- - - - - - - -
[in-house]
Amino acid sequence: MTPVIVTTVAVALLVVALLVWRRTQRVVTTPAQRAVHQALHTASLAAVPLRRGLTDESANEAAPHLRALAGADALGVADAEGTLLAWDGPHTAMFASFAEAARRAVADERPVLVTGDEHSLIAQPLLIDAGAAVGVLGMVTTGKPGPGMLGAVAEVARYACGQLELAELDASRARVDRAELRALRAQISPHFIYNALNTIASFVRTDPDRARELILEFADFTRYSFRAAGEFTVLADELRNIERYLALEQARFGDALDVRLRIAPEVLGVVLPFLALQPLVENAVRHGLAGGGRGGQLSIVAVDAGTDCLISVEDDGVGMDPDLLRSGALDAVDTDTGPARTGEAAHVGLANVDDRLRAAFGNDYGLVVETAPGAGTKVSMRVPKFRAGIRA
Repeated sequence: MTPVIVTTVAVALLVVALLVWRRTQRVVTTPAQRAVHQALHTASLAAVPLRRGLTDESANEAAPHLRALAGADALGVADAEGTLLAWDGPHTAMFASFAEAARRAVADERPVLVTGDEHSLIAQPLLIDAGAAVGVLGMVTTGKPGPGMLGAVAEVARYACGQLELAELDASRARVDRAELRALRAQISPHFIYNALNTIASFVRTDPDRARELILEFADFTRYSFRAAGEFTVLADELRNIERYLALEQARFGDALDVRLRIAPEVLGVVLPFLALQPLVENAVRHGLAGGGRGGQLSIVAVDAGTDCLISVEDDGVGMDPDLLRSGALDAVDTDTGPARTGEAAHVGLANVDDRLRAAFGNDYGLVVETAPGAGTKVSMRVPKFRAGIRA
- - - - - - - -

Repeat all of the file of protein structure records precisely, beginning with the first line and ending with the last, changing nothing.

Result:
[in-house]
Amino acid sequence: MTPVIVTTVAVALLVVALLVWRRTQRVVTTPAQRAVHQALHTASLAAVPLRRGLTDESANEAAPHLRALAGADALGVADAEGTLLAWDGPHTAMFASFAEAARRAVADERPVLVTGDEHSLIAQPLLIDAGAAVGVLGMVTTGKPGPGMLGAVAEVARYACGQLELAELDASRARVDRAELRALRAQISPHFIYNALNTIASFVRTDPDRARELILEFADFTRYSFRAAGEFTVLADELRNIERYLALEQARFGDALDVRLRIAPEVLGVVLPFLALQPLVENAVRHGLAGGGRGGQLSIVAVDAGTDCLISVEDDGVGMDPDLLRSGALDAVDTDTGPARTGEAAHVGLANVDDRLRAAFGNDYGLVVETAPGAGTKVSMRVPKFRAGIRA
Repeated sequence: MTPVIVTTVAVALLVVALLVWRRTQRVVTTPAQRAVHQALHTASLAAVPLRRGLTDESANEAAPHLRALAGADALGVADAEGTLLAWDGPHTAMFASFAEAARRAVADERPVLVTGDEHSLIAQPLLIDAGAAVGVLGMVTTGKPGPGMLGAVAEVARYACGQLELAELDASRARVDRAELRALRAQISPHFIYNALNTIASFVRTDPDRARELILEFADFTRYSFRAAGEFTVLADELRNIERYLALEQARFGDALDVRLRIAPEVLGVVLPFLALQPLVENAVRHGLAGGGRGGQLSIVAVDAGTDCLISVEDDGVGMDPDLLRSGALDAVDTDTGPARTGEAAHVGLANVDDRLRAAFGNDYGLVVETAPGAGTKVSMRVPKFRAGIRA